Topic Review
Anaphase Bridges
Anaphase bridges are DNA threads stretching between the two DNA masses as cells attempt to segregate them during anaphase. Anaphase bridges arise from unresolved DNA intertwines between sister chromatids. Sister chromatid intertwines (SCIs) naturally arise during DNA replication and represent a non-proteinaceous source of cohesion between sister chromatids. SCIs and are mainly resolved in S phase, although some do persist and must be fully removed during mitosis to allow faithful chromosome segregation and avoid the arising of DNA lesions and genome instability, a hallmark of cancer development. As complete resolution of SCIs only occurs during chromosome segregation, it is not clear whether intertwines that persist in mitosis are simply an unwanted leftover or whether they have a functional role.
  • 2282
  • 04 Sep 2020
Topic Review
Mesoamerican Genetic Studies
Mesoamerica is a historically and culturally defined geographic area comprising current central and south Mexico, Belize, Guatemala, El Salvador, and border regions of Honduras, western Nicaragua, and northwestern Costa Rica. The permanent settling of Mesoamerica was accompanied by the development of agriculture and pottery manufacturing (2500 BCE–150 CE), which led to the rise of several cultures connected by commerce and farming. Hence, Mesoamericans probably carried an invaluable genetic diversity partly lost during the Spanish conquest and the subsequent colonial period. Mesoamerican ancient DNA (aDNA) research has mainly focused on the study of mitochondrial DNA in the Basin of Mexico and the Yucatán Peninsula and its nearby territories, particularly during the Postclassic period (900–1519 CE). 
  • 1635
  • 24 Nov 2020
Topic Review
Snijders Blok-Campeau Syndrome
Snijders Blok-Campeau syndrome is characterized by intellectual disability, speech problems, and distinctive facial features.  
  • 1202
  • 23 Dec 2020
Topic Review
Gene Therapy
Gene therapy is an experimental technique that uses genes to treat or prevent disease. 
  • 980
  • 24 Dec 2020
Topic Review
48,XXXY Syndrome
48,XXXY syndrome is a chromosomal condition in boys and men that causes intellectual disability, developmental delays, physical differences, and an inability to father biological children (infertility). Its signs and symptoms vary among affected individuals.
  • 955
  • 23 Dec 2020
Topic Review
FBLN5 Gene
Fibulin 5: The FBLN5 gene provides instructions for making a protein called fibulin-5. 
  • 836
  • 25 Dec 2020
Topic Review
Transplacental Gene Delivery
Transplacental gene delivery (TPGD) is a technique for delivering nucleic acids to fetal tissues via tail-vein injections in pregnant mice. After transplacental transport, administered nucleic acids enter fetal circulation and are distributed among fetal tissues. In 1995, TPGD was established by Tsukamoto et al., and its mechanisms, and potential applications have been further characterized since. In 2019, Nakamura et al. demonstrated that intravenous injection of plasmid DNA containing genome editing component (CRISPR/Cas9 system) produced indels in fetal myocardial cells. In the future, this unique technique will allow manipulation of fetal cell functions in basic studies of fetal gene therapy.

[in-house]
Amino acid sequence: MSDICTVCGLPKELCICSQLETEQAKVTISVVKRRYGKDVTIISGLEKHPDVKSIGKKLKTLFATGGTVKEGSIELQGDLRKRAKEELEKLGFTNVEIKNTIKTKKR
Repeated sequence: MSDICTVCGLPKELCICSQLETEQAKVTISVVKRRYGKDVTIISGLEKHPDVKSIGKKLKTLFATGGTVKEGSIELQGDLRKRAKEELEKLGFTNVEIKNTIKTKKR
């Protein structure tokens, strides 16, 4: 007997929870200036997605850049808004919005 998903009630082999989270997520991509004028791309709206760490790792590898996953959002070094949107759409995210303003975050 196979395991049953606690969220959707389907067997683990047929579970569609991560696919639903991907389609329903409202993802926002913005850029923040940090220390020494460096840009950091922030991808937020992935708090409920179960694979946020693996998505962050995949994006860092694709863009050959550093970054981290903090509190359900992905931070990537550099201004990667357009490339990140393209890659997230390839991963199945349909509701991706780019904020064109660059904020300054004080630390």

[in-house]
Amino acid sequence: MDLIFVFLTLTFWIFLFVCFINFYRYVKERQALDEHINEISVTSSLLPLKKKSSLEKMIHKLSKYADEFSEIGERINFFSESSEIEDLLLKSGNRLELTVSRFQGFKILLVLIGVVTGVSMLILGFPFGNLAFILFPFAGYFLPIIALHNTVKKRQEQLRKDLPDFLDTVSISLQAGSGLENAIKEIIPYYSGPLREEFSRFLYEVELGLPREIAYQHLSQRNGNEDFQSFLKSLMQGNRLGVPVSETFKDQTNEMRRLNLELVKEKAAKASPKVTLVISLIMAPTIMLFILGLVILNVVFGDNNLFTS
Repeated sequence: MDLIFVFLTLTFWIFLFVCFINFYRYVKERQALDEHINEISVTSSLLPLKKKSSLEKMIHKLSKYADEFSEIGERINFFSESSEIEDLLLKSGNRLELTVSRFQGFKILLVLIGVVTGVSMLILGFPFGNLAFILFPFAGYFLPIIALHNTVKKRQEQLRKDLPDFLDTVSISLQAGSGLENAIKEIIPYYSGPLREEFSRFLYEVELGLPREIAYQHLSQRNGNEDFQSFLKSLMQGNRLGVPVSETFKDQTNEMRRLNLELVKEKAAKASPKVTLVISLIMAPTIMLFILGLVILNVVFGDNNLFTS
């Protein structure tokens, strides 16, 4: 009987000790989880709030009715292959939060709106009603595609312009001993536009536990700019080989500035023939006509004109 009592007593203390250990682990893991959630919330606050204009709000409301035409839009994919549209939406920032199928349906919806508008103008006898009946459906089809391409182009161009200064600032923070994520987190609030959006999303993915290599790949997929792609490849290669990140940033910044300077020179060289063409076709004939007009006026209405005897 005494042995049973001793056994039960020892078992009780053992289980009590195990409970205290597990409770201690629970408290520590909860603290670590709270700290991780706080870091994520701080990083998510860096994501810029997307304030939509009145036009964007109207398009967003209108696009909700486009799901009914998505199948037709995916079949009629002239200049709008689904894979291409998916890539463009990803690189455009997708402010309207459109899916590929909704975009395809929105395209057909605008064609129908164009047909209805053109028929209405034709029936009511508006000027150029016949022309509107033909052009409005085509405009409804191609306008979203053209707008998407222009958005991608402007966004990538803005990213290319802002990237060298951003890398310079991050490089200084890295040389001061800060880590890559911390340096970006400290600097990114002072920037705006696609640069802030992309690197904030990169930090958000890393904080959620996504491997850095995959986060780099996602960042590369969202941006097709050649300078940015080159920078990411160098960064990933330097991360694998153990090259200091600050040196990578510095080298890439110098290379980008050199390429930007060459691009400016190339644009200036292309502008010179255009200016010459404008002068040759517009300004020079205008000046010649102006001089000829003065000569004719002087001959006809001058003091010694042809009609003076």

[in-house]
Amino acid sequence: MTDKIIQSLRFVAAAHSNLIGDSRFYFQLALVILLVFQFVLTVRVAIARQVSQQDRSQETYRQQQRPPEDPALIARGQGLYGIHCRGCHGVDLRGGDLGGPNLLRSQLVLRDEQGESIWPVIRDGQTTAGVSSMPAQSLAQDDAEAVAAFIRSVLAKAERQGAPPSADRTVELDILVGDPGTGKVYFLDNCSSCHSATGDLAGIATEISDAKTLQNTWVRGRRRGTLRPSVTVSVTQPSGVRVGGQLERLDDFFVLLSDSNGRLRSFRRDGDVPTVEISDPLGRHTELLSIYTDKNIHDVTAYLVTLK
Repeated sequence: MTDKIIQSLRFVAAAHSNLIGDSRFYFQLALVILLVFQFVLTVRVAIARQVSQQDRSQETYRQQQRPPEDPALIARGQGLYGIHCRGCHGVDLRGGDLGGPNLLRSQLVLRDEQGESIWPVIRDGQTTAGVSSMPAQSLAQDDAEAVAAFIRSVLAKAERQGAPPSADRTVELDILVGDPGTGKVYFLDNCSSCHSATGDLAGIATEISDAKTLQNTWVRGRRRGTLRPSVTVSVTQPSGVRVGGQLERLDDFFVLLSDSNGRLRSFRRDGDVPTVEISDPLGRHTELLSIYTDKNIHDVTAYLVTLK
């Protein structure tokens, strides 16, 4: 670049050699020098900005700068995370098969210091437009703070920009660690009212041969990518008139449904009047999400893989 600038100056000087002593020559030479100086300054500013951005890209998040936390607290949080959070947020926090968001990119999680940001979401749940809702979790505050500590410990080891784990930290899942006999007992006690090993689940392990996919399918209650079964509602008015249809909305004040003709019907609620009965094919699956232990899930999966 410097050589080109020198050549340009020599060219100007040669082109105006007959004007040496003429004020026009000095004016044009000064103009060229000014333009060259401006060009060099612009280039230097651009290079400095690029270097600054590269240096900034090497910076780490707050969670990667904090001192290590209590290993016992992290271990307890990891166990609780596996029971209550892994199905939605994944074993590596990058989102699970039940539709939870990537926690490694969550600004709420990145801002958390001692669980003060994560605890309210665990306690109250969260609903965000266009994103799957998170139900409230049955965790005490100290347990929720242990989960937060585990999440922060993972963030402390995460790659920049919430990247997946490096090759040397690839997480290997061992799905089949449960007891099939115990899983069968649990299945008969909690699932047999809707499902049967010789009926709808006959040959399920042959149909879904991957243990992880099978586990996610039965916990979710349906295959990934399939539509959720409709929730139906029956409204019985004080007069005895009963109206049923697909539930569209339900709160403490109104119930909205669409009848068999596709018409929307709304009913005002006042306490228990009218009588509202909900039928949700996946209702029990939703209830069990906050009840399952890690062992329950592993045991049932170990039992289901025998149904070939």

• 828
  • 31 Jul 2020
Topic Review
10q26 Deletion Syndrome
10q26 deletion syndrome is a condition that results from the loss (deletion) of a small piece of chromosome 10 in each cell. The deletion occurs on the long (q) arm of the chromosome at a position designated 10q26.
  • 815
  • 26 Aug 2021
Topic Review
3p Deletion Syndrome
3p deletion syndrome is a condition that results from a chromosomal change in which a small piece of chromosome 3 is deleted in each cell. The deletion occurs at the end of the short (p) arm of the chromosome. This chromosomal change often leads to intellectual disability, developmental delay, and abnormal physical features.
  • 795
  • 23 Dec 2020
Topic Review
Childhood Asthma
Asthma is a complex and multifactorial respiratory disease with a high prevalence in the pediatric population. Variation in treatment response to asthma therapies has been described among patients, and difficult-to-treat asthma carries both high healthcare and socioeconomic burden to the patients and society. Omic studies can be used to discover the molecular mechanisms underlying asthma susceptibility and treatment response, contributing to a better knowledge and definition of asthma pathogenesis and therefore, to the development of precision medicine. This entry aims to summarize the recent findings of omic studies of treatment response in childhood asthma. Between 2018-2019 a total of 13 omic studies has been performed involving genomics, epigenomics, transcriptomics, metabolomics, and the microbiome. These have been focused on the response to three common asthma medications: short-acting beta agonists, inhaled corticosteroids, and leukotriene receptor antagonists. Novel associations of different biomarkers with asthma treatment response have been described. However, stronger evidence and more consistent results are required to implement these molecular biomarkers into clinical practice by establishing the most appropriate therapy for each patient.
  • 724
  • 29 Oct 2020
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